Before we talk about translation provider trends in the current year, we need to look back at the prior year. In 2020, COVID-19 threw an economy-disrupting curveball at the entire world. All forecasts and predictions went out the window practically overnight. In the months following, the way the world does business changed dramatically from the plunging downturn in international travel to the rise of the home office. And we’re by no means out of the woods. This statement from the IMF accurately sums up the situation:
The global economy’s long ascent back to pre-pandemic levels of activity remains prone to setbacks.
Some Economic Sectors Have Done Well
Some areas of the economy have managed to find opportunities amid the ongoing crisis, and one of these is the translation sector. The 2020 European Language Industry Survey (encompassing 45 countries) found that language service providers were well prepared to weather the pandemic storm. There are three reasons for this.
- Many translation providers were already familiar with and equipped to provide their services in a home office type of setup.
- The majority of translation providers’ activities span all economic sectors, making them less prone to suffer from abrupt economic shifts.
- The health crisis has spawned an enormous amount of COVID-related content that has to be translated to comply with legal requirements – particularly among international organizations.
This has resulted in the translation industry attracting more translators, proofreaders, copywriters, and content editors than in previous years. Thousands of people who found themselves without their regular jobs segued into the world of translation provider services.
- According to one report, the global language services and technology industry market grew to US$ 24.2 billion in 2019, and growth to US$ 25.3 billion is forecast by 2022.
Now that this unpredictable and extraordinary year is finally over let’s look at four trends that are likely to take hold in the translation provider sector of the economy in 2021.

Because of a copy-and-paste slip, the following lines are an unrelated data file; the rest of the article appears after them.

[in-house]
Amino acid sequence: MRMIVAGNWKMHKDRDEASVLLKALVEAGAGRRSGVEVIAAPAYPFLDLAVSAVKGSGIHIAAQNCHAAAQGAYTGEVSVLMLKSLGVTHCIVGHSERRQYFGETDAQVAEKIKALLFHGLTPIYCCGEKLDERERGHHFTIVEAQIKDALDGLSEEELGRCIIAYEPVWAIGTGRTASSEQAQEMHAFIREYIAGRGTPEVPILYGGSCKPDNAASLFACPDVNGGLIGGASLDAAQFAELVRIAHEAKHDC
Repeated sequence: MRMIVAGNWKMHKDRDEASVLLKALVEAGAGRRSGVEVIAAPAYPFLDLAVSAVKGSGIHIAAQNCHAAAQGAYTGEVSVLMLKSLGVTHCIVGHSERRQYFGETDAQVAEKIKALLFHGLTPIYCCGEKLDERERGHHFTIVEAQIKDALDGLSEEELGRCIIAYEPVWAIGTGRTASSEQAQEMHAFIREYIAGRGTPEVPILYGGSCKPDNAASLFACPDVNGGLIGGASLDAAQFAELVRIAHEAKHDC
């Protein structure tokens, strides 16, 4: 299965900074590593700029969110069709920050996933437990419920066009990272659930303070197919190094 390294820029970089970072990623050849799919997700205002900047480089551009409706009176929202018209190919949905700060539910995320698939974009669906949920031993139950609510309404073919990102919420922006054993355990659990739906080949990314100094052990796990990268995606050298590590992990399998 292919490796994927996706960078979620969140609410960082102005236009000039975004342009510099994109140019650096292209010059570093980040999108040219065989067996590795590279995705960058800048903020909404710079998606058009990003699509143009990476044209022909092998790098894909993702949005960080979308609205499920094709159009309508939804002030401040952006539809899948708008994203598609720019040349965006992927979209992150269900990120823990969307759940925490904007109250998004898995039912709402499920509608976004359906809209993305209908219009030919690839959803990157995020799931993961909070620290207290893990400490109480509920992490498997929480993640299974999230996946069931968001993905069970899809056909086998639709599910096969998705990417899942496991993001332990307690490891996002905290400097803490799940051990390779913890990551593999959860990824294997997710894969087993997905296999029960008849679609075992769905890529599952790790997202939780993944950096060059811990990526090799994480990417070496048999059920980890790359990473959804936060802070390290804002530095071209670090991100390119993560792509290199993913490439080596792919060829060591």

1. Machine Translation/Human Editing
Machine translation (MT) is not new and has been gaining ground over the past decade. However, MT will continue to become more integrated into the translation industry. Last year’s European Language Industry Survey found that 78% of language service providers were either already using or are planning to utilize MT in conjunction with post-editing tools.
MT Software Keeps Getting Better
MT software is finally good enough to provide workable translated content. Gone is the time when an MT program would turn out reams of garbled sentences that had more in common with Lewis Carroll than a solid marketing brief. These programs now have enough data to enable them to compare, contrast, and create with a higher level of effectiveness.
- It is estimated that between now and 2024, the machine translation market will increase in value to US$ 1.5 billion – at a CAGR (Compound Annual Growth Rate) of 19%.
However, this doesn’t mean that translation providers are about to turn into just word factories with a production line churning out translations. Good translated and localized content is still all about bringing the human touch that will attract a targeted audience. Human editors will continue to be as essential to the translation process as ever.